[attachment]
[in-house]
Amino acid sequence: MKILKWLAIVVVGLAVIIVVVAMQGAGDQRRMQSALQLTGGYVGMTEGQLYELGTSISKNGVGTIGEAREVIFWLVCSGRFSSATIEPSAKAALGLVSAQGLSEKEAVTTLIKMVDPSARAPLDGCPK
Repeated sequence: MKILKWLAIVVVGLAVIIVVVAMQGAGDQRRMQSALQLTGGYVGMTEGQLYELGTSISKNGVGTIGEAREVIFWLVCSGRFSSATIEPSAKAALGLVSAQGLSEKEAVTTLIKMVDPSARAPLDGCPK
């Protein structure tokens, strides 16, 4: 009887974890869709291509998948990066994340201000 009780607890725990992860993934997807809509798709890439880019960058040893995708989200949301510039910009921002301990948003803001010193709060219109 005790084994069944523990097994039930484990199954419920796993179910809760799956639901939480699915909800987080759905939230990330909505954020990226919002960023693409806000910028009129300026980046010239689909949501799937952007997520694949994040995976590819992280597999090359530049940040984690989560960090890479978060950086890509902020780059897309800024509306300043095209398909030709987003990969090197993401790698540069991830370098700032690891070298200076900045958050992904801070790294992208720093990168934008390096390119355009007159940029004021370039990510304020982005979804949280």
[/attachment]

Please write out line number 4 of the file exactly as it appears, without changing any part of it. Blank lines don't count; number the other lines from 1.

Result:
């Protein structure tokens, strides 16, 4: 009887974890869709291509998948990066994340201000 009780607890725990992860993934997807809509798709890439880019960058040893995708989200949301510039910009921002301990948003803001010193709060219109 005790084994069944523990097994039930484990199954419920796993179910809760799956639901939480699915909800987080759905939230990330909505954020990226919002960023693409806000910028009129300026980046010239689909949501799937952007997520694949994040995976590819992280597999090359530049940040984690989560960090890479978060950086890509902020780059897309800024509306300043095209398909030709987003990969090197993401790698540069991830370098700032690891070298200076900045958050992904801070790294992208720093990168934008390096390119355009007159940029004021370039990510304020982005979804949280």